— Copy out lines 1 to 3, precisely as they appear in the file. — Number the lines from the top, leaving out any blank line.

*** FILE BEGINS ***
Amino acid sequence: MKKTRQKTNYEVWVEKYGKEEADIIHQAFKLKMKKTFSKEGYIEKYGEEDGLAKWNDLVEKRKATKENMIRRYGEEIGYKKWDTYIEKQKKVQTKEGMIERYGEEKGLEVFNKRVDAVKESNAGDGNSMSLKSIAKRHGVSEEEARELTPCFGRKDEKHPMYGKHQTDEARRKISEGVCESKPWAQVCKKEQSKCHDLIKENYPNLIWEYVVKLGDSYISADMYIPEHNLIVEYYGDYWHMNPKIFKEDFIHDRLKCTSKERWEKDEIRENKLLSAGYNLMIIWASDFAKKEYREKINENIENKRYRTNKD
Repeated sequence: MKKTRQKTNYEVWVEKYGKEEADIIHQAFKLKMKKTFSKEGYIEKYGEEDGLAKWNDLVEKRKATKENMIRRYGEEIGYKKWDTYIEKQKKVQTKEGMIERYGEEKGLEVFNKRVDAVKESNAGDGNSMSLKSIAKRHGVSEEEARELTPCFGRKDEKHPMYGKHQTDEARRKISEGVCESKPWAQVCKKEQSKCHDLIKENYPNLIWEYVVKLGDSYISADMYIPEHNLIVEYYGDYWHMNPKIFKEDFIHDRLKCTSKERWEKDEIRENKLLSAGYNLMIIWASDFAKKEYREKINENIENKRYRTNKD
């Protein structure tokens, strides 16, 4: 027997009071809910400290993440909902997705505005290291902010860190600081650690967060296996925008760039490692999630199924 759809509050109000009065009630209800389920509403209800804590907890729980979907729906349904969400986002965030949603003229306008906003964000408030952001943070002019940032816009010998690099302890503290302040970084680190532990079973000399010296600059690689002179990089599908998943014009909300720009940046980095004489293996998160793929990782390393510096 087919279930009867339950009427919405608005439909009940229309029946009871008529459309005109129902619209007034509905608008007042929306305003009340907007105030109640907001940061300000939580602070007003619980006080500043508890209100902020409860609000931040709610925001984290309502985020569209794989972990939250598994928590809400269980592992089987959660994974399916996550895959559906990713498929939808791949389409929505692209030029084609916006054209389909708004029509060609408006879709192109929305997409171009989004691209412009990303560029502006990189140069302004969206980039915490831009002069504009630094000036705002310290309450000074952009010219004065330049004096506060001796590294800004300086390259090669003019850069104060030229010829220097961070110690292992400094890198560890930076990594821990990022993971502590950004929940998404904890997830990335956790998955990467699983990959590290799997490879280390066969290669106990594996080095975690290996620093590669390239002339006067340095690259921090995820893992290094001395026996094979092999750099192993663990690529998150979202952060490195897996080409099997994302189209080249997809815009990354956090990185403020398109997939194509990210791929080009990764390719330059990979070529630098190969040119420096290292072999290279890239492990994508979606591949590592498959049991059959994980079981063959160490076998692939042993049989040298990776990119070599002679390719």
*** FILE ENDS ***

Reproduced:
Amino acid sequence: MKKTRQKTNYEVWVEKYGKEEADIIHQAFKLKMKKTFSKEGYIEKYGEEDGLAKWNDLVEKRKATKENMIRRYGEEIGYKKWDTYIEKQKKVQTKEGMIERYGEEKGLEVFNKRVDAVKESNAGDGNSMSLKSIAKRHGVSEEEARELTPCFGRKDEKHPMYGKHQTDEARRKISEGVCESKPWAQVCKKEQSKCHDLIKENYPNLIWEYVVKLGDSYISADMYIPEHNLIVEYYGDYWHMNPKIFKEDFIHDRLKCTSKERWEKDEIRENKLLSAGYNLMIIWASDFAKKEYREKINENIENKRYRTNKD
Repeated sequence: MKKTRQKTNYEVWVEKYGKEEADIIHQAFKLKMKKTFSKEGYIEKYGEEDGLAKWNDLVEKRKATKENMIRRYGEEIGYKKWDTYIEKQKKVQTKEGMIERYGEEKGLEVFNKRVDAVKESNAGDGNSMSLKSIAKRHGVSEEEARELTPCFGRKDEKHPMYGKHQTDEARRKISEGVCESKPWAQVCKKEQSKCHDLIKENYPNLIWEYVVKLGDSYISADMYIPEHNLIVEYYGDYWHMNPKIFKEDFIHDRLKCTSKERWEKDEIRENKLLSAGYNLMIIWASDFAKKEYREKINENIENKRYRTNKD
């Protein structure tokens, strides 16, 4: 027997009071809910400290993440909902997705505005290291902010860190600081650690967060296996925008760039490692999630199924 759809509050109000009065009630209800389920509403209800804590907890729980979907729906349904969400986002965030949603003229306008906003964000408030952001943070002019940032816009010998690099302890503290302040970084680190532990079973000399010296600059690689002179990089599908998943014009909300720009940046980095004489293996998160793929990782390393510096 087919279930009867339950009427919405608005439909009940229309029946009871008529459309005109129902619209007034509905608008007042929306305003009340907007105030109640907001940061300000939580602070007003619980006080500043508890209100902020409860609000931040709610925001984290309502985020569209794989972990939250598994928590809400269980592992089987959660994974399916996550895959559906990713498929939808791949389409929505692209030029084609916006054209389909708004029509060609408006879709192109929305997409171009989004691209412009990303560029502006990189140069302004969206980039915490831009002069504009630094000036705002310290309450000074952009010219004065330049004096506060001796590294800004300086390259090669003019850069104060030229010829220097961070110690292992400094890198560890930076990594821990990022993971502590950004929940998404904890997830990335956790998955990467699983990959590290799997490879280390066969290669106990594996080095975690290996620093590669390239002339006067340095690259921090995820893992290094001395026996094979092999750099192993663990690529998150979202952060490195897996080409099997994302189209080249997809815009990354956090990185403020398109997939194509990210791929080009990764390719330059990979070529630098190969040119420096290292072999290279890239492990994508979606591949590592498959049991059959994980079981063959160490076998692939042993049989040298990776990119070599002679390719």